In a new intelligence report, the Southern Poverty Law Center identifies Thirty key leaders of the American radical right. Their list includes “anti-government activists, racist neo-Nazis and propagandists who promote falsehoods about Muslims and the LGBT community” who have “emerged over the past decade as the radical right has changed in major ways. These extremists are making headway by exploiting anger over the nation’s ailing economy, non-white immigration and the shrinking white majority.”
The last decade has seen major changes in the American radical right. What was once a world largely dominated by a few relatively well-organized groups has become a scene populated by large numbers of smaller, weaker groups, with only a handful led by the kind of charismatic chieftains that characterized the 1990s.
Forearmed is forewarned: these are names liberals and progressives must be aware of as we battle through a tide of hate to Election Day. And we must know not only these names but what they represent, for each of them has followers. All of these people are scary; some more than others. SPLC reports that “Most dramatically, so-called ‘Patriot’ groups — which, unlike most hate groups, see the federal government as their primary enemy — have grown explosively in just the last three years, going from 149 groups in 2008 to 1,274 last year. As a result of all these developments and others, a new crop of leaders has come to the fore. Some are longtime activists of the radical right, but others have become active only in recent years.”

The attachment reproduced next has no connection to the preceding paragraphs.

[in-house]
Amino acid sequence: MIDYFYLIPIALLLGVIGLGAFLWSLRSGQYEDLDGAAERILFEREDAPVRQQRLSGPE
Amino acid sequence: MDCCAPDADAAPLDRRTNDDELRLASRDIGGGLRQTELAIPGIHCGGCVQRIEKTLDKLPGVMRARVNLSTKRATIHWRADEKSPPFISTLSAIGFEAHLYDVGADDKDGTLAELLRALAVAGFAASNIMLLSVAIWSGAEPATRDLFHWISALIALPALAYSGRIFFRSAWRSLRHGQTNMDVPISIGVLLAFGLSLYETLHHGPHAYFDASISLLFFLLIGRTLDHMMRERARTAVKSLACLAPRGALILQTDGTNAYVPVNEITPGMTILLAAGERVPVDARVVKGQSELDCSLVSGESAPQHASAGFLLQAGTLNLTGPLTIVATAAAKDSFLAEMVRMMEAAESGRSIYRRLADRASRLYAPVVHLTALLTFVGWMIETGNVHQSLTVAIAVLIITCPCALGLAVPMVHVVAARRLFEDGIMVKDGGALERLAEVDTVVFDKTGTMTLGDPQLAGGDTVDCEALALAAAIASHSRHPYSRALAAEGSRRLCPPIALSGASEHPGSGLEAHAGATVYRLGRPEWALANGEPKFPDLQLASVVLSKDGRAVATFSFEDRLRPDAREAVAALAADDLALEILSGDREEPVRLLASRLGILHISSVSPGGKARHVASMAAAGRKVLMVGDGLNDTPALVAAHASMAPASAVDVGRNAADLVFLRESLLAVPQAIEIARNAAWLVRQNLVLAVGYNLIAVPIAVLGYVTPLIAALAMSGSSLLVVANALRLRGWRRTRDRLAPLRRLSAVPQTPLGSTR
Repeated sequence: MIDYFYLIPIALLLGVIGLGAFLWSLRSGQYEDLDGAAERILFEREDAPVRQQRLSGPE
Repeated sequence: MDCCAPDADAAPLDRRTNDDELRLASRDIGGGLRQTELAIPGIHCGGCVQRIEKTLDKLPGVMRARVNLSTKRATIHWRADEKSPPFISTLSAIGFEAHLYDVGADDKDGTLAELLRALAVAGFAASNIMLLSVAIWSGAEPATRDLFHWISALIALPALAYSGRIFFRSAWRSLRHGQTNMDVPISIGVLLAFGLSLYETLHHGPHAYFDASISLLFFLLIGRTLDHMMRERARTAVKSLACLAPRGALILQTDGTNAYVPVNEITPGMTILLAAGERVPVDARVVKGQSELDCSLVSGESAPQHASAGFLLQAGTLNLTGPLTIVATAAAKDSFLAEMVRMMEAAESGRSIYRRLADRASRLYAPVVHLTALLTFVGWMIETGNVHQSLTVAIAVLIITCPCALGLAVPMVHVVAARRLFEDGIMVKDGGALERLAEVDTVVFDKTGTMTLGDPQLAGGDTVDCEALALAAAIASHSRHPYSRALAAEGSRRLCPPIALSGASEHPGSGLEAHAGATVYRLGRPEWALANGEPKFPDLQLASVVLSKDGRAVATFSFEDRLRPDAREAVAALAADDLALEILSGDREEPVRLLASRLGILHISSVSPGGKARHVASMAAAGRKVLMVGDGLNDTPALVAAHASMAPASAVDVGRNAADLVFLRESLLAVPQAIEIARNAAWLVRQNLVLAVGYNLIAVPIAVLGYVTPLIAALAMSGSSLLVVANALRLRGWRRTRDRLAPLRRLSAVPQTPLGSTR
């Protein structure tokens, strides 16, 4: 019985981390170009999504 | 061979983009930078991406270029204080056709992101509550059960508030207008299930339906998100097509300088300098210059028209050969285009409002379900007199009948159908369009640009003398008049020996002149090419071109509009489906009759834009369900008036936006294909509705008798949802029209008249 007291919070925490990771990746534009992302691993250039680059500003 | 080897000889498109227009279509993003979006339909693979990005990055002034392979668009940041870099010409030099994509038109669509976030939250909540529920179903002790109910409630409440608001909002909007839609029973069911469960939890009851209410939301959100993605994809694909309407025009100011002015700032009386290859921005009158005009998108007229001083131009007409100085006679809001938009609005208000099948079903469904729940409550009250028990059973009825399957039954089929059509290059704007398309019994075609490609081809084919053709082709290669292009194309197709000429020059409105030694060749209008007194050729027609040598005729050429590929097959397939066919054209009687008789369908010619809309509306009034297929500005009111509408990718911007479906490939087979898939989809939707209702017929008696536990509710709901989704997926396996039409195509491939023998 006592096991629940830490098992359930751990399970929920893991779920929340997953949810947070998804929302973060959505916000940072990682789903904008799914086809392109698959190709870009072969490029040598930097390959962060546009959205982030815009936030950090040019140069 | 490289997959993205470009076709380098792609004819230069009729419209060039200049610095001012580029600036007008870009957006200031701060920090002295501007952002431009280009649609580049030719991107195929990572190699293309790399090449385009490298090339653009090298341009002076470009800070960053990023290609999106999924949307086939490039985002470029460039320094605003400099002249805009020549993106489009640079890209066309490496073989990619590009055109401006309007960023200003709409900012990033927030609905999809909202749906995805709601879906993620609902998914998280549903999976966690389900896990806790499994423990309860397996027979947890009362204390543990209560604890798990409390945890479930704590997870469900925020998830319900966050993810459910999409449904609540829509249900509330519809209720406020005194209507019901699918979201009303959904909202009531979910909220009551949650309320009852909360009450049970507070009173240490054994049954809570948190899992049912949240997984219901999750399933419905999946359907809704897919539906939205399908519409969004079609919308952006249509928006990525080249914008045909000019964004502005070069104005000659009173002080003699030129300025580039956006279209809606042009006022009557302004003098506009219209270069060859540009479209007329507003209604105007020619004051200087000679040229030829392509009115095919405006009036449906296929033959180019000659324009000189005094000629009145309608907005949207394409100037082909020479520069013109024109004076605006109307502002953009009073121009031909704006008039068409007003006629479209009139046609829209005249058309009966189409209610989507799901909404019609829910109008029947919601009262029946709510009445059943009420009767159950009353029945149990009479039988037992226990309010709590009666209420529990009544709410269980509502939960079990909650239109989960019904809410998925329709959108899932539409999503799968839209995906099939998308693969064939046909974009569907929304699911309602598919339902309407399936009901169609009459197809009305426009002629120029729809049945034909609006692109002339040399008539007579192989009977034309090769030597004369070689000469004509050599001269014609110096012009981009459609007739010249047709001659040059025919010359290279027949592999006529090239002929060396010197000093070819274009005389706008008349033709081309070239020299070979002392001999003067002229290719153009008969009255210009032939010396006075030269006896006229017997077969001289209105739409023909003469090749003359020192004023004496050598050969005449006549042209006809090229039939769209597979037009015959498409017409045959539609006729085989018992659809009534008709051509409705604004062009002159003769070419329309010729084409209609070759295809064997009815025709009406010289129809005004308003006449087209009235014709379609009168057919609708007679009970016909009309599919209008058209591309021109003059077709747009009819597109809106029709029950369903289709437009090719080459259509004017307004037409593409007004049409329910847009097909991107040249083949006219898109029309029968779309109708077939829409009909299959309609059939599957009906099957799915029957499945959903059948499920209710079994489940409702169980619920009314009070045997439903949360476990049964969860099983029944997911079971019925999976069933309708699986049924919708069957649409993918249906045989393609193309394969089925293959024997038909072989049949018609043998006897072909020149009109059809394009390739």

The more diverse (religiously and ethnically) and socially liberal America becomes (in matters of abortion and marriage equality, for example), the more extreme they become in reaction, the more extreme their tone, the more violent their rhetoric (see Michael Fumento’s account of his break with the extreme right at Salon).
Take a gander at SPLC’s list:
There are some familiar names on this list, people we have looked at here on PoliticusUSA, including David Barton, David Duke, Lou Engle, Joseph Francis Farah, Bryan Fischer, Frank Gaffney and Pamela Geller.
The scary thing about David Barton is that he has the ear of so many. He is a former co-chairman of the Texas Republican Party, a one-time consultant to the Republican National Committee, and an adviser at various times to Newt Gingrich, Michele Bachmann, Kansas Gov. Sam Brownback and Mike Huckabee. Last year, Huckabee said he wished all Americans could be “forced — forced at gunpoint no less — to listen to every David Barton message.” Former Fox News conspiracy-monger Glenn Beck uses Barton to teach history at Beck’s “university.”
At least as scary is that so few liberals and progressives are aware of who Barton is and what he represents, even though, as SPLC reminds us,”In 2010, Barton joined the battle to bowdlerize the Texas social studies curriculum for public schools, supporting efforts to excise Martin Luther King Jr. and 1960s farmworker activist Cesar Chavez from textbooks. As reported by Washington Monthly, Barton said King didn’t deserve to be included for advancing minority rights because “[o]nly majorities can expand political rights.”
It is hardly coincidental that neither King nor Chavez were White Evangelicals like Barton.